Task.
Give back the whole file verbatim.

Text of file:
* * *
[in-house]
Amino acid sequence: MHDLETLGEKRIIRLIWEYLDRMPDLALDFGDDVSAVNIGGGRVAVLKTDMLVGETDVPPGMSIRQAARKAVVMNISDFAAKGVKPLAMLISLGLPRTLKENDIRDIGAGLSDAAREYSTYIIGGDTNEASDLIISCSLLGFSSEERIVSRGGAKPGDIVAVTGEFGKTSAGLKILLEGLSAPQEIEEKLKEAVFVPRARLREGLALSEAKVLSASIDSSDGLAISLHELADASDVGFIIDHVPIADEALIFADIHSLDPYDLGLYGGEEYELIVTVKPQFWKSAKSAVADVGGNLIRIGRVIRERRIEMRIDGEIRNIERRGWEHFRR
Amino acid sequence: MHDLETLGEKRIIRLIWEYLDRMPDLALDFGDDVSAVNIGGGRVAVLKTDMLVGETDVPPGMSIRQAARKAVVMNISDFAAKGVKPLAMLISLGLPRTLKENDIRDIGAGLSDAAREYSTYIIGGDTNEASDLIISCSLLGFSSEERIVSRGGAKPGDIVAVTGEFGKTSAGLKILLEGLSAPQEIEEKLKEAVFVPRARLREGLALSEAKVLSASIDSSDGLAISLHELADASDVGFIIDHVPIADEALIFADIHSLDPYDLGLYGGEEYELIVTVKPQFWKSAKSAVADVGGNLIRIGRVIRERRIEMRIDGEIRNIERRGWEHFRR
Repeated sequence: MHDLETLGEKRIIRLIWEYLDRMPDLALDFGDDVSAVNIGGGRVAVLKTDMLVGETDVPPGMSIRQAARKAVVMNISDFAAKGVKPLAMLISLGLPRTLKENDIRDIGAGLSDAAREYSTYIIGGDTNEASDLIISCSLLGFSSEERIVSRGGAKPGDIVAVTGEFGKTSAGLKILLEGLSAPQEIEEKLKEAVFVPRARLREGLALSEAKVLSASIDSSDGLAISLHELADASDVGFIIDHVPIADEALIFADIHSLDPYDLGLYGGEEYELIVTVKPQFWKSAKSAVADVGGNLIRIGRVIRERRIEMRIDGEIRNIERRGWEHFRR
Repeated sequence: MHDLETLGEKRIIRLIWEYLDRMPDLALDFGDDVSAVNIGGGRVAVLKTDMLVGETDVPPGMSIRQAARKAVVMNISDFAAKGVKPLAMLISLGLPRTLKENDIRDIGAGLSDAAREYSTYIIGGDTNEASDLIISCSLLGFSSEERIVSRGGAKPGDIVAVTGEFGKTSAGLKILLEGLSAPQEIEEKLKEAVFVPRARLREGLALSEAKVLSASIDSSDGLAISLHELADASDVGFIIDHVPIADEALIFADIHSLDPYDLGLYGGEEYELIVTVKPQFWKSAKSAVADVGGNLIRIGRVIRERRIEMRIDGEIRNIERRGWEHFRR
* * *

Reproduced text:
[in-house]
Amino acid sequence: MHDLETLGEKRIIRLIWEYLDRMPDLALDFGDDVSAVNIGGGRVAVLKTDMLVGETDVPPGMSIRQAARKAVVMNISDFAAKGVKPLAMLISLGLPRTLKENDIRDIGAGLSDAAREYSTYIIGGDTNEASDLIISCSLLGFSSEERIVSRGGAKPGDIVAVTGEFGKTSAGLKILLEGLSAPQEIEEKLKEAVFVPRARLREGLALSEAKVLSASIDSSDGLAISLHELADASDVGFIIDHVPIADEALIFADIHSLDPYDLGLYGGEEYELIVTVKPQFWKSAKSAVADVGGNLIRIGRVIRERRIEMRIDGEIRNIERRGWEHFRR
Amino acid sequence: MHDLETLGEKRIIRLIWEYLDRMPDLALDFGDDVSAVNIGGGRVAVLKTDMLVGETDVPPGMSIRQAARKAVVMNISDFAAKGVKPLAMLISLGLPRTLKENDIRDIGAGLSDAAREYSTYIIGGDTNEASDLIISCSLLGFSSEERIVSRGGAKPGDIVAVTGEFGKTSAGLKILLEGLSAPQEIEEKLKEAVFVPRARLREGLALSEAKVLSASIDSSDGLAISLHELADASDVGFIIDHVPIADEALIFADIHSLDPYDLGLYGGEEYELIVTVKPQFWKSAKSAVADVGGNLIRIGRVIRERRIEMRIDGEIRNIERRGWEHFRR
Repeated sequence: MHDLETLGEKRIIRLIWEYLDRMPDLALDFGDDVSAVNIGGGRVAVLKTDMLVGETDVPPGMSIRQAARKAVVMNISDFAAKGVKPLAMLISLGLPRTLKENDIRDIGAGLSDAAREYSTYIIGGDTNEASDLIISCSLLGFSSEERIVSRGGAKPGDIVAVTGEFGKTSAGLKILLEGLSAPQEIEEKLKEAVFVPRARLREGLALSEAKVLSASIDSSDGLAISLHELADASDVGFIIDHVPIADEALIFADIHSLDPYDLGLYGGEEYELIVTVKPQFWKSAKSAVADVGGNLIRIGRVIRERRIEMRIDGEIRNIERRGWEHFRR
Repeated sequence: MHDLETLGEKRIIRLIWEYLDRMPDLALDFGDDVSAVNIGGGRVAVLKTDMLVGETDVPPGMSIRQAARKAVVMNISDFAAKGVKPLAMLISLGLPRTLKENDIRDIGAGLSDAAREYSTYIIGGDTNEASDLIISCSLLGFSSEERIVSRGGAKPGDIVAVTGEFGKTSAGLKILLEGLSAPQEIEEKLKEAVFVPRARLREGLALSEAKVLSASIDSSDGLAISLHELADASDVGFIIDHVPIADEALIFADIHSLDPYDLGLYGGEEYELIVTVKPQFWKSAKSAVADVGGNLIRIGRVIRERRIEMRIDGEIRNIERRGWEHFRR